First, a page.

ATLANTA, GA – The lead article in this month’s Journal of Pediatric Critical Care started with a few simple observations.

“I had two patients in my ICU simultaneously,” said lead author Dr. Jessica Kantor.  “Both were hypoplastic left hearts.  Both septic.  But Carrie pulled through and little Khyrri did not.”

The mutated second “n” carries a poor prognosis

Collaborator Dr. Mitchell Wilson agreed.  “My index cases, so to speak, were newborn twins: Mason and Maddyyssinn.  The little girl got an especially rip-roaring case of disseminated meningococcemia while her brother did fine.  We determined later on that Maddyyssinn had an especially troubling mutation, a tandem repeat where the offensive sequence is duplicated and re-inserted, which portends a particularly bad prognosis.”

Their insights led to collaboration.  10,000 charts from across 10 leading pediatric hospitals were analyzed to determine how mutant spellings predict outcomes.  And the findings were uniformly chilling: the more mutations the orthography had accumulated, the more aggressive the disease.  Among their insights:

– Some mutations lead to letter substitutions: say, a letter C becomes a K.  Researchers termed these “nonsense mutations” since they violate common laws of phonics.  Examples include Kourtney or Jacksyn.

– Some were called “inversion mutations” where the original naming elements were placed backwards, as in Nevaeh or Legna.

– A particularly troubling phenomenon was described where the name sucked up phonetic elements from the environment and incorporated it into its own sequence, much like a phage.  This usually involved the apostrophe.  For example: Ja’mes or Di’amonique.  (Editor’s note: this was not a risk factor for children of Irish or Native Hawai’ian decent.)

– Most insidious of all were the translocations, where two separate name elements were unnaturally combined.  Most of these appeared to involve the sound “ay” and the ending “en.”  For example: Zayden, Kaylen, Jayzen, Hayven, or Maysen.)

– The letter Y was an independent predictor of mortality.

– Ironically the ‘dash‘, as in D-ah (Dedasha), actually had little effect, but hospital staff, all future teachers, bosses, and anyone reading their name, mispronounced it 100% of the time and on follow up those children typically used their middle name.  Most likely why the mutation had little effect.

Drs. Kantor and Wilson are optimistic about the applicability of their study.  “In this era of personalized genomic medicine, it should be easy to develop a predictive score of name mutation rate to apply to all pediatric critical care patients.  I hope the Predictive Hospital Outcomes Nursing and Intensivist Critical Score [PHONICS] is soon used at the bedside worldwide.”

PICU nurse Chantal Jackson is overjoyed to hear the results and will put them into use immediately.  “This study validates what I’ve been feeling for years.  Every morning I check my assignments.  If I get a Michael or a Destiny, I think they’ve got a fighting chance.  Mykal or Dystinii, better call palliative care.”



  • Show Comments

  • Kimberly Sykes

    My favorite part is reading the comments of people who don’t get SATIRE. Never fails to amuse.

  • Ernest Joseph Roberts

    We should be receptive to the directives of community organizers and social engineers who have done so much to lower the crime rate and raise standards of behavior.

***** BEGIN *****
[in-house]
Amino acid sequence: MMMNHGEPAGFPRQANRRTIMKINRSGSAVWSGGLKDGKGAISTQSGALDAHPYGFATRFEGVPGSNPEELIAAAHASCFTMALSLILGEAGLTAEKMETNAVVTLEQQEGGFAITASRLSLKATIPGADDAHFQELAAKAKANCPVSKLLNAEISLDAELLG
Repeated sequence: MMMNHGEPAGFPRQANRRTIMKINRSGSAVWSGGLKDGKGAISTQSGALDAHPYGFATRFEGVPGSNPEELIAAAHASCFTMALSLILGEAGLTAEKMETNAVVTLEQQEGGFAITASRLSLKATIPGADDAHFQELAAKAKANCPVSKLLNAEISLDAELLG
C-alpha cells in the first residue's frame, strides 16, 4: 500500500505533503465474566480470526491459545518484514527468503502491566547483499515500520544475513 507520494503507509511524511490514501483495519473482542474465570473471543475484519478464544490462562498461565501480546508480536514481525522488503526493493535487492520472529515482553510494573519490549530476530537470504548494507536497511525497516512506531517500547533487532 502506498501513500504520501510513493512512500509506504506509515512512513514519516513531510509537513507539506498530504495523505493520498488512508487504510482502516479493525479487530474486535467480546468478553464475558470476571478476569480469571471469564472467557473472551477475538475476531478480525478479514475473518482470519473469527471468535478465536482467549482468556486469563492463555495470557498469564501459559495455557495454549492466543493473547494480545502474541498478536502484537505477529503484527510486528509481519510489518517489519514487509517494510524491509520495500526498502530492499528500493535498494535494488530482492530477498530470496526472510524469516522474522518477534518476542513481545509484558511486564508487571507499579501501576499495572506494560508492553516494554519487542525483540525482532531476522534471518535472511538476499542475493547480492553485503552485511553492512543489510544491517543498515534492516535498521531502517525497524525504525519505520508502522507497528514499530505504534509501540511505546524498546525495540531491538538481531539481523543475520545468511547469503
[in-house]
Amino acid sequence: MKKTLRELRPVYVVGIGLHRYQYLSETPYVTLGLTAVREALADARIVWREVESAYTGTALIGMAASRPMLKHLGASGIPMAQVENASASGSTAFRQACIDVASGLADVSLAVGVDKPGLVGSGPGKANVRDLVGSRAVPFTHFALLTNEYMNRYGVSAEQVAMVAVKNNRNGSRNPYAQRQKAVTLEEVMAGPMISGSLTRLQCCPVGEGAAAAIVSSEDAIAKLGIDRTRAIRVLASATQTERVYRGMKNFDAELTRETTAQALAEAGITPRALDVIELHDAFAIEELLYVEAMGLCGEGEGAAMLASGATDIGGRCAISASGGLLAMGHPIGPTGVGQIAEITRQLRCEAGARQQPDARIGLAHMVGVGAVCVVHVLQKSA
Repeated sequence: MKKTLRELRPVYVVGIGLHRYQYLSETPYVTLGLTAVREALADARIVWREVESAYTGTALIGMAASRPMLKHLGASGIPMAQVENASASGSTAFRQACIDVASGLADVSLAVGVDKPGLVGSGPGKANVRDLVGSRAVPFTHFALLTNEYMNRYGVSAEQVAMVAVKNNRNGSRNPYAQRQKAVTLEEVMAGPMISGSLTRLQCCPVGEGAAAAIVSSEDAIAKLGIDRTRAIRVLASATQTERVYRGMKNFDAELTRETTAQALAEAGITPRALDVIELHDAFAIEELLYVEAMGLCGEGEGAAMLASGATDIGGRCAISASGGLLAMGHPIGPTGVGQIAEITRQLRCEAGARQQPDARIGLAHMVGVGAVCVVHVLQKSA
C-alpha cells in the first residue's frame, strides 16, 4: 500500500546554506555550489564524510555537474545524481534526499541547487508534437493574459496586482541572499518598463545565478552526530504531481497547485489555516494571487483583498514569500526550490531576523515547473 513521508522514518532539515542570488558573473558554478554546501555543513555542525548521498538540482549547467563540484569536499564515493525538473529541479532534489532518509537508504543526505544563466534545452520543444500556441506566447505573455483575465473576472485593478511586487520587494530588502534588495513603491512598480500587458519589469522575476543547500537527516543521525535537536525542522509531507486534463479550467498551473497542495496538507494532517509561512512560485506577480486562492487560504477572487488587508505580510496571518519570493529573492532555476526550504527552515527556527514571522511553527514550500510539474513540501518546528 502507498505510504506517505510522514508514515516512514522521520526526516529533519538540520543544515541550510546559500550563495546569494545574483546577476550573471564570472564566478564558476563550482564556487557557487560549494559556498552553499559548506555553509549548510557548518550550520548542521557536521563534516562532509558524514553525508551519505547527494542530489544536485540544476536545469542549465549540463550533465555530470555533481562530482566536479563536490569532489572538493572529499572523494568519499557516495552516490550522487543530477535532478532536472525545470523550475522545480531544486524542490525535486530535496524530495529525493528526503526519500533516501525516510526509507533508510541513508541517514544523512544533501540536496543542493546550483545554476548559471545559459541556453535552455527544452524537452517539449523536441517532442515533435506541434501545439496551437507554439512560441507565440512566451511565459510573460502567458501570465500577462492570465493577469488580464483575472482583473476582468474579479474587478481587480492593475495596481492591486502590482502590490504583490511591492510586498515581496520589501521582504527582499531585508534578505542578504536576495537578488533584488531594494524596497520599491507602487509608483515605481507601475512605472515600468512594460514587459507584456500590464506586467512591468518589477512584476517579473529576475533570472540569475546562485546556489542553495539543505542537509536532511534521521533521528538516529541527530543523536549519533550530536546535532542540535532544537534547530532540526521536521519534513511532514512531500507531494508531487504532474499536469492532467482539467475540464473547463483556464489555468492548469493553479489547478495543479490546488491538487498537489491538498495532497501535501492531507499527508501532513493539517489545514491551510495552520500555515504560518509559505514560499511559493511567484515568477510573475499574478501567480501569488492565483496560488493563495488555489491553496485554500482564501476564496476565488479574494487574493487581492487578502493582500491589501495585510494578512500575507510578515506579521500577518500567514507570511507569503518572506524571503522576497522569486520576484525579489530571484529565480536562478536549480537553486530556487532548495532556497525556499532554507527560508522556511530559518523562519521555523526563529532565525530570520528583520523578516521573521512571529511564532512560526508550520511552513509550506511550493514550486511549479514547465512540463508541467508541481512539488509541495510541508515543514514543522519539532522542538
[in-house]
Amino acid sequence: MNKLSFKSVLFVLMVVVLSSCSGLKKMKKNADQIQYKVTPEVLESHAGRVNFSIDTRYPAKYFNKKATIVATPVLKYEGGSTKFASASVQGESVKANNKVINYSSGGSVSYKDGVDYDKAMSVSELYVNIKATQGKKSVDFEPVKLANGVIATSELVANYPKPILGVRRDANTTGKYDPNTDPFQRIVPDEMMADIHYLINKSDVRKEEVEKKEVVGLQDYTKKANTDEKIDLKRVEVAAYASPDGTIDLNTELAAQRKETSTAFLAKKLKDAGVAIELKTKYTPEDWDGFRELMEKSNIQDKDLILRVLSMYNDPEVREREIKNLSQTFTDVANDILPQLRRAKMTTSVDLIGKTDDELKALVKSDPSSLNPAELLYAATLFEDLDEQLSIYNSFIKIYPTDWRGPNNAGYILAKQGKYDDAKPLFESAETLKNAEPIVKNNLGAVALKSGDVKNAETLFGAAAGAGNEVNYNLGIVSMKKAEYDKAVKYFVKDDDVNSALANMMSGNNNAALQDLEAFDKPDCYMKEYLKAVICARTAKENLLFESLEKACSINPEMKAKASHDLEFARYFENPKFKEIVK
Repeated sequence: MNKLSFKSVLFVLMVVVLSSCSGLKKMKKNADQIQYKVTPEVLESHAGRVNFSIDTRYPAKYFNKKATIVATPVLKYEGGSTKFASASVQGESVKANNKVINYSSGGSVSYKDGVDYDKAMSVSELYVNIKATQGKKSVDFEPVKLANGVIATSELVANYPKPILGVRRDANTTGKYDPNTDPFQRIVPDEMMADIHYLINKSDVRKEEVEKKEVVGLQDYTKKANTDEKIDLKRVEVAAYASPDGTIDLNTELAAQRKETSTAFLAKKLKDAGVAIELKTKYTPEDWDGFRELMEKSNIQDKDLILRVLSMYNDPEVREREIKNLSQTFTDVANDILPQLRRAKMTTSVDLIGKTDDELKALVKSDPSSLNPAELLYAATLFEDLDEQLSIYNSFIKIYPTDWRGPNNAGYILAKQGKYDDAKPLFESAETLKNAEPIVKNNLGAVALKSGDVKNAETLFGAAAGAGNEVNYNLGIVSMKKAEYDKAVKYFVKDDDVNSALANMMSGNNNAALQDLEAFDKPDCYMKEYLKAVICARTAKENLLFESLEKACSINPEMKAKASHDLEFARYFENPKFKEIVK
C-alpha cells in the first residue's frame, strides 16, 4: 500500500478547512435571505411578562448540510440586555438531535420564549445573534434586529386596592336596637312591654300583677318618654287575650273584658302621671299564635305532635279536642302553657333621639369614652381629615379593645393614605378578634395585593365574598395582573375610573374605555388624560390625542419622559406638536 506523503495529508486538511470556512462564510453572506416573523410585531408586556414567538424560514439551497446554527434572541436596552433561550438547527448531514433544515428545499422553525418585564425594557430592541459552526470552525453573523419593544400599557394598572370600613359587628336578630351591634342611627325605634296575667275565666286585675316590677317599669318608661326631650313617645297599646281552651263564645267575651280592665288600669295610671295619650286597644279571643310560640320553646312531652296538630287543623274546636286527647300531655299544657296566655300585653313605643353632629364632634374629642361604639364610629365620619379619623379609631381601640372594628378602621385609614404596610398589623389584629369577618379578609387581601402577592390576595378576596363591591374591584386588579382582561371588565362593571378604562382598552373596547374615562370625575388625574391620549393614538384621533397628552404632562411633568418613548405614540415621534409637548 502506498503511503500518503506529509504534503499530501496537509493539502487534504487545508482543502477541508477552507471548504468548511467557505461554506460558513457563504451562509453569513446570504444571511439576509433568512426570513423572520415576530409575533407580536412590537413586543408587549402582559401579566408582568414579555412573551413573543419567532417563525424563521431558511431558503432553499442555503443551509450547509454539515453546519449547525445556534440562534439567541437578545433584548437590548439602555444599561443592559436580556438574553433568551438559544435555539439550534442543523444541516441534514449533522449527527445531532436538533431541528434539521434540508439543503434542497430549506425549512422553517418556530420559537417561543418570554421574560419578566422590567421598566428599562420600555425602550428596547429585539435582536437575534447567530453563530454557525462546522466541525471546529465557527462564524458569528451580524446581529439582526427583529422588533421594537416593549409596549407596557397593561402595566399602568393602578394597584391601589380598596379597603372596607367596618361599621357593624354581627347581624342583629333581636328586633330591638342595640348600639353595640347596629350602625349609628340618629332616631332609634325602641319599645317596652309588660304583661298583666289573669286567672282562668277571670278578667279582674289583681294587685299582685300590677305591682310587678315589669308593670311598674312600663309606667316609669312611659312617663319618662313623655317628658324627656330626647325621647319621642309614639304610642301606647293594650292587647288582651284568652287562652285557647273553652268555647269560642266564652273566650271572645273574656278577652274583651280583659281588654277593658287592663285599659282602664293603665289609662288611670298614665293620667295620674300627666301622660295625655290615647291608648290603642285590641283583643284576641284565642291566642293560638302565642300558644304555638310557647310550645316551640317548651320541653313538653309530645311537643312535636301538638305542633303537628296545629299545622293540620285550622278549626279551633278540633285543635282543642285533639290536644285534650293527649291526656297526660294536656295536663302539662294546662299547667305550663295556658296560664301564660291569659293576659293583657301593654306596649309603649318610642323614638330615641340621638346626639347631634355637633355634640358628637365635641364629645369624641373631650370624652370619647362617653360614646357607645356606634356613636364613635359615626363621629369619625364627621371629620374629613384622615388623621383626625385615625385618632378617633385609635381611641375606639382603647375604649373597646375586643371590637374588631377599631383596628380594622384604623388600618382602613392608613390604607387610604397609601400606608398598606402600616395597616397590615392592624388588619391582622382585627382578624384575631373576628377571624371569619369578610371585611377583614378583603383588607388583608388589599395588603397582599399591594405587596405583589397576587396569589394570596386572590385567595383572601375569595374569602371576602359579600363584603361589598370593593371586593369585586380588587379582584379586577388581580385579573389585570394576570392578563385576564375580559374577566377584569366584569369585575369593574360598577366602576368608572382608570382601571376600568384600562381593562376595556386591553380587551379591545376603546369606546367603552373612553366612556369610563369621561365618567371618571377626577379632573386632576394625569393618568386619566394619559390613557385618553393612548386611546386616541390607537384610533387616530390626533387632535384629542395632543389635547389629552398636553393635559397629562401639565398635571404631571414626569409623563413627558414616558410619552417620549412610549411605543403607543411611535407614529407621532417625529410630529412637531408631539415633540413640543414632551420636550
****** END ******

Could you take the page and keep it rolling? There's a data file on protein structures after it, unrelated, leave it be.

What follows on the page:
• HarryTheCat

    I once worked with a woman who was, unfortunately, named “Weeda Peoples”. And no, she wasn’t a member of a minority group. I also knew a “Helen Hunt”, as in the old joke — if you want something, go to Helen Hunt for it.

  • guest

    I knew a girl in high school who was named Sation. Her last name was Converse and middle name was peace. On legal documents her name was Converse Sation Peace. Her parents were white. I have a cousin named Thankful. A cousin named Seasons Blessings. And a cousin named Pleasants. My cousins are white, their parents are very much in love with old English and puritanical names. I knew a Whinter, pronounced winter, who was black buti have a white cousin who is named Sommer. Odd names are not a racial thing. They reflect people. The parents who sat at my table when I waitressed at olive garden probably should have thought twice about naming their child Hannibal but names reflect the person we want our children to be. In all cultures we have unique names and spellings of those names. Micheal has not always been spelled like that. We have only grown accustomed to that spelling because it is the Anglican way of spelling it. That being said, I actually found this article hysterical:)

  • Casca

    Or Condyloma if it’s spelled correctly

  • Guest

    I believe we are in agreement (see also: sarcasm).

  • Cheryl in France

    where on earth did you get the impression that race had anything to do with this? Most of the cited names are the kind of crap that trailer park people do bc they think it’s ‘classy’.
    (yes, I know the article is satire- I wonder if your comment is as well…)

  • jack

    There are enough crazy white folks who give their children bizarre names! and I’m not white!

  • Matt

    Actually, satire is a method of covertly mocking the system. So the opposite of what you said is true. Try harder.

  • Stuart Koehl

    I agree. You should make fun of them to their faces, so that they will stop giving their children dumb ass names that will handicap them through life, even if they manage to survive the higher risk of mortality.

  • Nordog6561